Fermented Shrimp Is The Unsung Hero Of Asian Dishes

When you think of the fifth taste of umami, it's almost always an Asian dish that comes to mind, and rightly so. Not only was the umami flavor discovered by a Japanese chemist, but few cuisines fundamentally revolve around umami in the way that Asian cuisines do (via The Conversation).

This rich, savory, and utterly too-complex-to-describe taste of umami can be found in natural plant-based foods like mushrooms and tomatoes, but its flavor is best drawn out by cooking foods, dehydrating them, or better yet, fermenting them (via Institute of Culinary Education). This perhaps explains why the richness of umami that is common in Asian dishes also coincides with the abundance of fermented condiments in the region: fermented beans that create pastes like miso, spicy Korean kimchi, the all-important soy sauce, and fermented fish sauces like the Vietnamese nuoc mam.

There's one other underrated fermented ingredient that often hides inside umami-rich Asian dishes: fermented shrimp. While the fermented shrimp goes by different names in different countries — as kapi in Thailand, terasi in Indonesia, ngapi in Myanmar, belacan in Malaysia, and saeujeot in Korea — its function of bringing bucketloads of flavor to food remains the same (via Eater).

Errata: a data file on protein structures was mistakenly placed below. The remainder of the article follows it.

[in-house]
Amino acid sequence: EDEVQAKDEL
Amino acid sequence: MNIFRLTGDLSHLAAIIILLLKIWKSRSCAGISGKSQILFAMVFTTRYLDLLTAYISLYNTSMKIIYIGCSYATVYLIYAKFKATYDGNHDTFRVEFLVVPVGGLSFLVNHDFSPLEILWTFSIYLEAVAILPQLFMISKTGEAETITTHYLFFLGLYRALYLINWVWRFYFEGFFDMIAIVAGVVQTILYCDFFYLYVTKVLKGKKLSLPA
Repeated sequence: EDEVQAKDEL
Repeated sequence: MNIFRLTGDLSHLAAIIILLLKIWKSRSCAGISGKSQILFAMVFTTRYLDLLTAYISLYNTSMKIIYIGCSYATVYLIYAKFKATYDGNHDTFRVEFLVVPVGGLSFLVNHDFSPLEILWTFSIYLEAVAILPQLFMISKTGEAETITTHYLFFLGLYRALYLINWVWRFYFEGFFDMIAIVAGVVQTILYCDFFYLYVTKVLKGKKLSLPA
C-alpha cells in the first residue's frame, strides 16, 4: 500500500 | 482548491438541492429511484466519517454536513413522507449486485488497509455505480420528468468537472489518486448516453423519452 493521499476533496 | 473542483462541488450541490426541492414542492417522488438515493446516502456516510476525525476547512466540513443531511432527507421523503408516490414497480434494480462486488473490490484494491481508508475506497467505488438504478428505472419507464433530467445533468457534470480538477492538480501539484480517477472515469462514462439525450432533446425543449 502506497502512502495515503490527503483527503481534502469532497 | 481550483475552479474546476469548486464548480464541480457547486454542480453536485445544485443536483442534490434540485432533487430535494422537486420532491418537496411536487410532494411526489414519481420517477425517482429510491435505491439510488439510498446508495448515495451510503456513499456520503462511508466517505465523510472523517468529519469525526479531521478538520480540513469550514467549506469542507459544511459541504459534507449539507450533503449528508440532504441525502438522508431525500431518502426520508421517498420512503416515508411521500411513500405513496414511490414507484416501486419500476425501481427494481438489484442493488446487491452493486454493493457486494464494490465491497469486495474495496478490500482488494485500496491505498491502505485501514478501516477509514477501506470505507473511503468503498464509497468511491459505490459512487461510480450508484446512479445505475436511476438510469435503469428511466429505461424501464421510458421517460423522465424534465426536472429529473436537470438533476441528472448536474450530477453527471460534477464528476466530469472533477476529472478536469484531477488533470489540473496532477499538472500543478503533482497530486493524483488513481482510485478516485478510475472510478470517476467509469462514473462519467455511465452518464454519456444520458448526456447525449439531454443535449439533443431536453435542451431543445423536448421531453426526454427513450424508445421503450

There are subtle differences in the fermented shrimp of different countries

According to Eater, fermented shrimp is made from shrimp that is boiled, salted, ground, shaped into blocks, and allowed to naturally dry in sunlight till the blocks hold their shape, after which they are fermented. While the basic structure remains the same across Asia, there are subtle differences in each country.

Some regions use freshwater shrimp while others prefer marine shrimp. In Korea, saeujeot is made using small shrimp of the Acetes family but it's widely believed that shrimp caught in June according to the lunar calendar makes far superior saeujeot (via My Korean Kitchen). Thailand's kapi has a more paste-like consistency whereas the harsh climate of southern countries like Malaysia and Indonesia makes for drier fermented shrimp. While fermented shrimp is often used as a topping or a dipping sauce, it's also the building block for curries, marinades, and spicy pastes like the Indonesian sambal. In fact, Eater notes that its use is so prominent in Asian dishes that seafood is considered vegetarian in certain countries. 

If you're looking to add an umami oomph to everyday cooking, chefs tell Food & Wine that a dollop of toasted fermented shrimp to nasi goreng can quickly elevate the simple Indonesian fried rice. Alternatively, a teaspoon of shrimp paste can give carrot soups an unexpected kick whereas pad Thai with shrimp three ways — fresh, dried, and fermented — is an excellent way to face the flavourful ingredient head-on.